To me, photography practice is like a pyramid—nothing to do with what is more or less creative. So the way it goes, the most significant amount of professionals are passport, school-student photographers, above sits weddings, then comes travel ones, on top sits commercial & advertising, followed by a lesser number of professionals in the field of personal, documentary and artistic narrators. And above all sits photojournalism, who I have tremendous respect for, But what I think is at the pinnacle of this pyramid are the professionals who work in conflict zones. What we call the “war photographers.” They are the brave ones; they risk their lives, knowing very well that a bullet or a bomb blast is waiting for them. Also, let’s not forget, they are photographers and not combat trained for any of these situations. And to get that image, they are in line of fire between the two warring parties. They don’t do pictures that can be rescued/ saved/ retouched in the comfort of a photoshop studio. They are driven by courage and grit in these dangerous situations. In our non combat world, documentaries and Hollywood movies are made on these fearless men & women.One such person was Danish Siddiqui (not a pal other than connected on social media). His work leads him into hotspots of conflicts across South Asia; the work on the Rohingya refuge crises even got him the Pulitzer.Unfortunately, yesterday he took that bullet, and we lost him in Afghanistan. But this man not only leaves precious work behind but will inspire generations of young photojournalists into the future of this profession.It’s beyond words for the vacuum he leaves behind for his wife and children, his friends, professional associates and countless people he inspired through his photographs Thank you, Danish for the courage you represent, the compassion you always carried and for telling us such powerful stories driven by your pure passion!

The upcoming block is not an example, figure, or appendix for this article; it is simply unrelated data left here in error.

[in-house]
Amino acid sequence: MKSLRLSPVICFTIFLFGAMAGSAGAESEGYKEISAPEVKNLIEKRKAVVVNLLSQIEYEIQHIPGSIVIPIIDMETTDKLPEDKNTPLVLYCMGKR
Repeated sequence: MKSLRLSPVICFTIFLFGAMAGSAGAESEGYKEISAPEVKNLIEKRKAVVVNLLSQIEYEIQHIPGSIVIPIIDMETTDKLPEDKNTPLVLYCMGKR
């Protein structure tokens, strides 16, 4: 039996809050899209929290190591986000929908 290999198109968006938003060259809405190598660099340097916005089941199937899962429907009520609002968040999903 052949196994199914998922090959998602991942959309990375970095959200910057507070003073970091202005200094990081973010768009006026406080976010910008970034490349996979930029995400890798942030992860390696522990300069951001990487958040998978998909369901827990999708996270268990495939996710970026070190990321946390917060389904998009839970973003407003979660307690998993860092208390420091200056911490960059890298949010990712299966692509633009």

Our Salute!

RIP

#DanishSiddiqui#warphotographers#Afghanistan

Website: https://www.danishsiddiqui.net/

Wikipedia: https://en.wikipedia.org/wiki/Danish_Siddiqui .